Another finding was that entrepreneur directors had more of a positive impact on companies that were in competitive industries.
Extensive modelling of this trait found that the presence of an entrepreneur director in this context made a "positive and significant" difference.
It was clear from the research, says Parwada, that the entrepreneurs brought something "unique" to the performance of these companies.
Entrepreneurs are creative, less risk-averse and have a broad range of skills particularly useful to smaller firms with fewer resources. They tend to be younger and better educated than other directors, and they also offer firms a combination of skills that would otherwise require several specialist directors to replicate.
"Configuration of boards is a critical element for smaller firms, because they don't have access to such a large pool of prospective professional directors," says Parwada.
Smaller firms are at a disadvantage in attracting experienced directors, but Parwada suggests that this could be redressed by focusing on attracting entrepreneurs.
This would have the dual benefit of making a statement about the company to the market, and also the skills, expertise and experience the entrepreneurs were able to transfer.
Their presence also attenuates management's understanding of risk and helps in the identification of growth opportunities, and can have a positive outcome on governance.
Shareholders, who are protected by limited liability, are generally tolerant of a higher level of risk-taking than managers, whose private benefits are tied to the firm's survival.
Managers tend to avoid risks which shareholders find acceptable, and prioritise projects with lower risk and more immediate cash flow against projects that have the potential to deliver higher value.
Entrepreneurs have experience both as shareholders and as managers, and their experience in starting and nurturing their own business can attenuate risk when they act as independent board members.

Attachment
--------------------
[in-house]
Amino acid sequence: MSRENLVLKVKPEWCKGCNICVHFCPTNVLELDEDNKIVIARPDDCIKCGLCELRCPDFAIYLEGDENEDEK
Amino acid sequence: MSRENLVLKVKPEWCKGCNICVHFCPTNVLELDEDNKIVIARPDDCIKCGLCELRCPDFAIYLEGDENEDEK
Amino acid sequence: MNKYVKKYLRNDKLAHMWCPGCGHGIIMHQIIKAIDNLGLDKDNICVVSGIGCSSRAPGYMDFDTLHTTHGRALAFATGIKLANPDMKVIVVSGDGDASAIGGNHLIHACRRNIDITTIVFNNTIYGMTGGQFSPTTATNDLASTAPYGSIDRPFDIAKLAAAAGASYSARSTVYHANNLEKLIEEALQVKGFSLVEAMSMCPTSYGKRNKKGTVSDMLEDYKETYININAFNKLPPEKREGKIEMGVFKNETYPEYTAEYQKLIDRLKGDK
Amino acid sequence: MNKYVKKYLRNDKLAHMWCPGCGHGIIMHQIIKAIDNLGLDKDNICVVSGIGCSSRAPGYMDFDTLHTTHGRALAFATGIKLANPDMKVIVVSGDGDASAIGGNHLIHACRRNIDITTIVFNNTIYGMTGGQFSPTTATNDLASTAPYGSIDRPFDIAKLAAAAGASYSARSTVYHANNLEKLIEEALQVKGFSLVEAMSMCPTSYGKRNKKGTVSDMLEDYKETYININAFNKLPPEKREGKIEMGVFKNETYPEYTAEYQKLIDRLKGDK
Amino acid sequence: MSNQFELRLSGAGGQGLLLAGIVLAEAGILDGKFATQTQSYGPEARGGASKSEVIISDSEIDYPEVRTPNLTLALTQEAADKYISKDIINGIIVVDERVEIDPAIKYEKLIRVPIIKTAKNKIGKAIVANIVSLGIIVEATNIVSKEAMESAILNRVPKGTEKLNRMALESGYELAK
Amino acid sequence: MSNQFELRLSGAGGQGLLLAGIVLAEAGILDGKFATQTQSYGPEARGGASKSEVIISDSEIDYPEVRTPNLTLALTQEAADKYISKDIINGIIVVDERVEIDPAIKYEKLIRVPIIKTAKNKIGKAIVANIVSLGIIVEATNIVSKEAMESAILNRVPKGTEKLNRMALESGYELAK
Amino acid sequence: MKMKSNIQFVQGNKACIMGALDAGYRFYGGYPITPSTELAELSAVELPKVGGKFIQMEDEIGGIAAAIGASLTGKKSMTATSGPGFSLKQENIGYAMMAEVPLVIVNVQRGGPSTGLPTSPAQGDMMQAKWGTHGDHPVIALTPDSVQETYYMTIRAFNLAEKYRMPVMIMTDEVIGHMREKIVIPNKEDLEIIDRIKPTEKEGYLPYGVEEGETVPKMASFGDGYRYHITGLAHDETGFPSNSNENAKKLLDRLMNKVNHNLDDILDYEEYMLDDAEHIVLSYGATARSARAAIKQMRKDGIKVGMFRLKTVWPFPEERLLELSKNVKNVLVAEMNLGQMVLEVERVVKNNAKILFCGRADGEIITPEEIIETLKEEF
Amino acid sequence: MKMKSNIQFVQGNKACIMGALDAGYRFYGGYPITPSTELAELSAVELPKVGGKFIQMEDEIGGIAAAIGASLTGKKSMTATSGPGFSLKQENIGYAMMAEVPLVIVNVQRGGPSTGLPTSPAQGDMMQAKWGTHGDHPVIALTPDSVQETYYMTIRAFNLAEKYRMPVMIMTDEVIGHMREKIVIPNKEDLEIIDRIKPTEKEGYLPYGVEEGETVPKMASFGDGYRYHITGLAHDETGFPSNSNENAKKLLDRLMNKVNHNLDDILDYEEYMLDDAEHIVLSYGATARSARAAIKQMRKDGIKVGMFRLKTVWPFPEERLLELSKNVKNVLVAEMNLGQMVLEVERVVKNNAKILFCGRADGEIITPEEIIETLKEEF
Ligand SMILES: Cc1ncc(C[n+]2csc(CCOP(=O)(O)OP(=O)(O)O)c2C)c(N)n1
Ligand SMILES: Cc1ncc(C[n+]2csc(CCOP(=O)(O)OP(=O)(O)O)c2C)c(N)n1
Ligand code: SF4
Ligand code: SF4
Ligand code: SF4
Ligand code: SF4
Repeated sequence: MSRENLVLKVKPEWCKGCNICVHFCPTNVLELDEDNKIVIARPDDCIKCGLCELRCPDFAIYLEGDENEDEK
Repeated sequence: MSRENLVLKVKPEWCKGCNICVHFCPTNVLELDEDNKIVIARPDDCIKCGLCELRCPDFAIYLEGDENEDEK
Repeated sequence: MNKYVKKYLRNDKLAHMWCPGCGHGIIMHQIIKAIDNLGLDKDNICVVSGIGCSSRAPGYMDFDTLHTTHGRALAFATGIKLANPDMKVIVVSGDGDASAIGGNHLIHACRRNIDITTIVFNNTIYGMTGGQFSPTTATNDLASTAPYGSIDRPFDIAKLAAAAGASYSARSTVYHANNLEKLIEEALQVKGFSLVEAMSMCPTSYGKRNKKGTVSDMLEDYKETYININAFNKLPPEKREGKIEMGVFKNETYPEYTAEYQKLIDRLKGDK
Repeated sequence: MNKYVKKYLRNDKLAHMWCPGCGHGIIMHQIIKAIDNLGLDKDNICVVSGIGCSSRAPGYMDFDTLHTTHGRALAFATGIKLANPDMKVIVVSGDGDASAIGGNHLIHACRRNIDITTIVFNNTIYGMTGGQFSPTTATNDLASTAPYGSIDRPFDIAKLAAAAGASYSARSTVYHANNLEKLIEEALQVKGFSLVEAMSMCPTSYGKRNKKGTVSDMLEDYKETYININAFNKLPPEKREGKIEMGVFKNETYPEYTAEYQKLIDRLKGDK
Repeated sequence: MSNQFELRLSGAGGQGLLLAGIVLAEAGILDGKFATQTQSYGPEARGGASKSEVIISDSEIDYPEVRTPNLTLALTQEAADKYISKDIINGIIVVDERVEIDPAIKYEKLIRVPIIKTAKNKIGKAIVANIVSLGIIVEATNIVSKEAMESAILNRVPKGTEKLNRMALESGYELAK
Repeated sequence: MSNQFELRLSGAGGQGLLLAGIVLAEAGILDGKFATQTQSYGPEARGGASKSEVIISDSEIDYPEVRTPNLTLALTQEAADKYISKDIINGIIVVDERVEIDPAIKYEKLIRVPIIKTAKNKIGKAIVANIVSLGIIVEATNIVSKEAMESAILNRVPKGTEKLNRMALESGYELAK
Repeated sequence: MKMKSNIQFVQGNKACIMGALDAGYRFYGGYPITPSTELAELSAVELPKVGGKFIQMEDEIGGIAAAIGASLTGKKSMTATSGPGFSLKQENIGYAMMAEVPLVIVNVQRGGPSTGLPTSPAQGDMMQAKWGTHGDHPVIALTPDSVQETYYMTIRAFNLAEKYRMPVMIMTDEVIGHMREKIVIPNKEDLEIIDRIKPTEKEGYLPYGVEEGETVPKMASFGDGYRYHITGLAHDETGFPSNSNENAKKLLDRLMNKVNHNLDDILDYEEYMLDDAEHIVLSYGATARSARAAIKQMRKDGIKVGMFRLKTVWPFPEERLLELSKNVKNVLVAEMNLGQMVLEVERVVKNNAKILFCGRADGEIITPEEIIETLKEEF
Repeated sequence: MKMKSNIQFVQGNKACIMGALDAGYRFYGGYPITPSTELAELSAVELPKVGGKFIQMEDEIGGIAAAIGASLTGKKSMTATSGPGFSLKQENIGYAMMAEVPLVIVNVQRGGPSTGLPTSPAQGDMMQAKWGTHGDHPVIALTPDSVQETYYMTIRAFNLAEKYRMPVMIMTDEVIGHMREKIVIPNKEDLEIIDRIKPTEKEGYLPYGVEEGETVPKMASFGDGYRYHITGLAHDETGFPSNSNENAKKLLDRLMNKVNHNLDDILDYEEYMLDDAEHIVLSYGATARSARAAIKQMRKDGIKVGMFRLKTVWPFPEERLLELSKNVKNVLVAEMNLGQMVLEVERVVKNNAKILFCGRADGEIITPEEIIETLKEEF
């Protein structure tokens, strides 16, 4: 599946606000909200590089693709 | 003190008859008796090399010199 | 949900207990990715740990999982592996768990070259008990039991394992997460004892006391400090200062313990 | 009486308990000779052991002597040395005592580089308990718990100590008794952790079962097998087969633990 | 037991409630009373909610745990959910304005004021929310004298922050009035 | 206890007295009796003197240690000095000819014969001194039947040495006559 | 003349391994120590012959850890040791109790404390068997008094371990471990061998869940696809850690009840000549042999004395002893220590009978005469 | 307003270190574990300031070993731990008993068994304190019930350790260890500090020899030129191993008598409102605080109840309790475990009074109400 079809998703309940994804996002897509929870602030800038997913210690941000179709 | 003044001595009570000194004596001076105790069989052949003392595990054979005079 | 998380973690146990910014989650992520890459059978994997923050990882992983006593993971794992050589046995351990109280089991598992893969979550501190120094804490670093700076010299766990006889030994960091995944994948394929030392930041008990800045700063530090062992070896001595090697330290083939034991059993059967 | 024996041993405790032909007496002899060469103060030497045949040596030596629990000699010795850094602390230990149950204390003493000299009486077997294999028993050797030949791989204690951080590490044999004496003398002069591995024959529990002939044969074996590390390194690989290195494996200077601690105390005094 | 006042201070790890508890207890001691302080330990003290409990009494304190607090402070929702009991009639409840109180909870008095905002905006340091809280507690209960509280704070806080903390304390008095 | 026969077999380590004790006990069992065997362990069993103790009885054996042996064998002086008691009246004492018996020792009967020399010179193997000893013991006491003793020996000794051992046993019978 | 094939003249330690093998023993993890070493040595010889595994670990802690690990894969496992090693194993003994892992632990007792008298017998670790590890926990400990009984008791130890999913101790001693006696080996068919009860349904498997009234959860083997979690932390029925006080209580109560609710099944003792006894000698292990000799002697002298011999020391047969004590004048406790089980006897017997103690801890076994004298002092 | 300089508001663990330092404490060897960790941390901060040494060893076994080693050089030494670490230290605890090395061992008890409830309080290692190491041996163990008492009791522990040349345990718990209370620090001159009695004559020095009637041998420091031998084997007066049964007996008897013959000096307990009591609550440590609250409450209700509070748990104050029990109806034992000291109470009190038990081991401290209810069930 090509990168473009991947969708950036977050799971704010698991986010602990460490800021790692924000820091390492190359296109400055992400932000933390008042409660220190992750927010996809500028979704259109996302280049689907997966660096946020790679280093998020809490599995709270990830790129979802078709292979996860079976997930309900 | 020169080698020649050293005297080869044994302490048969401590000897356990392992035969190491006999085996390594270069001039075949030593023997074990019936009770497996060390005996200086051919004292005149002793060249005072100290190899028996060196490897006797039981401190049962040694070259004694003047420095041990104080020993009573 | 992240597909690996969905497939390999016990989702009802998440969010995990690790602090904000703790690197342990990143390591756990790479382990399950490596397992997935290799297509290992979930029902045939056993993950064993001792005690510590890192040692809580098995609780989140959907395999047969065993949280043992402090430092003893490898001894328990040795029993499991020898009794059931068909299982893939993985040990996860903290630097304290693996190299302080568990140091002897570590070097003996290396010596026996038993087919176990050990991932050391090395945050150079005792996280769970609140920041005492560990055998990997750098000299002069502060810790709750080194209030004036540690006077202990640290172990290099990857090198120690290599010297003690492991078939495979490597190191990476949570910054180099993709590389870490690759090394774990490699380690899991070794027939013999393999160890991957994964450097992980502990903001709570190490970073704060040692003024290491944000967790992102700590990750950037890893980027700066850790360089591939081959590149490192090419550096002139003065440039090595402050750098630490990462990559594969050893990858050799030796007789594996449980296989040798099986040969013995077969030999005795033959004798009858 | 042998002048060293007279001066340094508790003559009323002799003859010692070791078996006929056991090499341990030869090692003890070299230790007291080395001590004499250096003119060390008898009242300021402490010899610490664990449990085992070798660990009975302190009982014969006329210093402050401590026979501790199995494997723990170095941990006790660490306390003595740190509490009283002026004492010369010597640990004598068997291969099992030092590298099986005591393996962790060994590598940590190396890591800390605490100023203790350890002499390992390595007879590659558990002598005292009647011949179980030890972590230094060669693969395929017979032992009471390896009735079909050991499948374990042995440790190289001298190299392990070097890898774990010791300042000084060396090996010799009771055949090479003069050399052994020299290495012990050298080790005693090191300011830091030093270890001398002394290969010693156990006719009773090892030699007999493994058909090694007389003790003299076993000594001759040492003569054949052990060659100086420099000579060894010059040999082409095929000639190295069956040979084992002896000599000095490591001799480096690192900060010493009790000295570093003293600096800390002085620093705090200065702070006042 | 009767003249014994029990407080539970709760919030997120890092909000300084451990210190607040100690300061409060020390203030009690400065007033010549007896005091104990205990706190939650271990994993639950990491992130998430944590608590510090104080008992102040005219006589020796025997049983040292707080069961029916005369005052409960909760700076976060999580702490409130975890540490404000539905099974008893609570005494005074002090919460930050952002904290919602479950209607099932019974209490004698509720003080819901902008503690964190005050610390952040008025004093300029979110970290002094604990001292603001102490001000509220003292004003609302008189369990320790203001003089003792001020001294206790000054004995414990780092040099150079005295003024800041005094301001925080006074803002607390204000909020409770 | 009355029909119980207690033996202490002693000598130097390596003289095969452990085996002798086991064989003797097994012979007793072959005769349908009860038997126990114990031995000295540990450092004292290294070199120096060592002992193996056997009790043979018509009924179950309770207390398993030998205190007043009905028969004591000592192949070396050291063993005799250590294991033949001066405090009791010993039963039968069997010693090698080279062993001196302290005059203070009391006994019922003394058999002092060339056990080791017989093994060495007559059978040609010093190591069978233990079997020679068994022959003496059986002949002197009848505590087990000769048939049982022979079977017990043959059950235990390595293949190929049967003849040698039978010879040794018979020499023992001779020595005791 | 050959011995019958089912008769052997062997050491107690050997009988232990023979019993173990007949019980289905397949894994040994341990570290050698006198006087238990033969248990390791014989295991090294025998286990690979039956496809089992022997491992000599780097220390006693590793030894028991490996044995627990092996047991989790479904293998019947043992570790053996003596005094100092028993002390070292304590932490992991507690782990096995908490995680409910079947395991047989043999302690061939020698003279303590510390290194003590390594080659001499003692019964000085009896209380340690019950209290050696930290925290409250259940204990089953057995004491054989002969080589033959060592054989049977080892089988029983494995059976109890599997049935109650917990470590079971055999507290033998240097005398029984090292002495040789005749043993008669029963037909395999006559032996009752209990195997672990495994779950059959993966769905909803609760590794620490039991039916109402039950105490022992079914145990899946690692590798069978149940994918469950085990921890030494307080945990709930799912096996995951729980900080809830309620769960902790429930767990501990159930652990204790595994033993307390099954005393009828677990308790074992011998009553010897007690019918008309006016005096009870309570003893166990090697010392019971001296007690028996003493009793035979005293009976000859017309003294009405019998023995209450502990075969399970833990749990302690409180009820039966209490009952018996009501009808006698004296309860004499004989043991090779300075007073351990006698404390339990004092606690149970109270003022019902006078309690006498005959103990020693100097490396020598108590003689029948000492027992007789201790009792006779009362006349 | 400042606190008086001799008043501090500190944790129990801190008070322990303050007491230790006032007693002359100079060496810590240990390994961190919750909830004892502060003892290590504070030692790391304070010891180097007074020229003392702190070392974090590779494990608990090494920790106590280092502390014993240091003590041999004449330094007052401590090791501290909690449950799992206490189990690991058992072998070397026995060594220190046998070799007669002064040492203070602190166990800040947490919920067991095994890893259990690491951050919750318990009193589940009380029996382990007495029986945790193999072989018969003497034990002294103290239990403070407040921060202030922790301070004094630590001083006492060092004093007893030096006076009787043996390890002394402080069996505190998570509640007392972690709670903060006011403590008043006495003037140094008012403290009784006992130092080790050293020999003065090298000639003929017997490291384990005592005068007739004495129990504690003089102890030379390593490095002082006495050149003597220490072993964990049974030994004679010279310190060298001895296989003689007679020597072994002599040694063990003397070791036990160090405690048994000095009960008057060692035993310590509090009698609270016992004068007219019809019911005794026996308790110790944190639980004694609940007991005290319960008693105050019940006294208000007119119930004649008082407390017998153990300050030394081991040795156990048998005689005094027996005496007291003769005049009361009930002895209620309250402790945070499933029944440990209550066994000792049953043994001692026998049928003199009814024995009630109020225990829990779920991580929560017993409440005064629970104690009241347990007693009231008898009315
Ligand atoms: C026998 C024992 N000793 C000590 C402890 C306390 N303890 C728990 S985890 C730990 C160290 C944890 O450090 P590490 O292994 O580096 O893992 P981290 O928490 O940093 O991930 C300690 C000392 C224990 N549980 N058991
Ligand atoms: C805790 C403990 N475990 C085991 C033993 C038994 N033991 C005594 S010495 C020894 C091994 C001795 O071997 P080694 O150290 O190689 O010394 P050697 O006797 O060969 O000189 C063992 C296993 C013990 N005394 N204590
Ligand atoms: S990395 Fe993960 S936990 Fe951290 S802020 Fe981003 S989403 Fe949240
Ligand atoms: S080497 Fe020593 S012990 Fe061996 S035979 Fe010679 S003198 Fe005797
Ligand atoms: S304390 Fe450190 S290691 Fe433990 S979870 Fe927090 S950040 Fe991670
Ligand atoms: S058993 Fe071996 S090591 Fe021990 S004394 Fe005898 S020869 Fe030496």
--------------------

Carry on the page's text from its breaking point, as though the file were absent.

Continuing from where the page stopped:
Parwada and his colleagues suggest that firms with entrepreneur directors will be more likely to take risks to drive growth and value, and that this is one of the more important positive contributions these directors can make.
In their study, they measure investment in research & development and find that firms with entrepreneur directors have a significantly higher R&D spend.
These companies also display higher levels of corporate risk-taking. Risk-taking is either value-enhancing or, as the study says, "represents reckless experimentation".
The co-authors suggest that where risk-taking is associated with higher levels of R&D, then that risk-taking is more likely to enhance value.
Parwada believes there are some key lessons here, particularly for smaller companies, and that the message has significant relevance in Australia.
"Well over 60% of the Australian economy is driven by entrepreneur firms, and so that is a hotbed of expertise sitting right there where managers and founders of those firms could well be making additional contributions to the economy by transferring their skills sets," he says.
Policy-makers should take heed. Entrepreneurs could be seen as a public resource around which new policies and programs could be constructed which harnessed their experience and insights to the good of the wider economy.
"We often think of entrepreneurs just as people who make money for themselves," says Parwada.
"But here we have shown they have an influence beyond their own firms, and can make significant contributions in other ways.
"That is an interesting lesson and a finding which can be acted on, not just by smaller firms looking to recruit board members but by our policy-makers."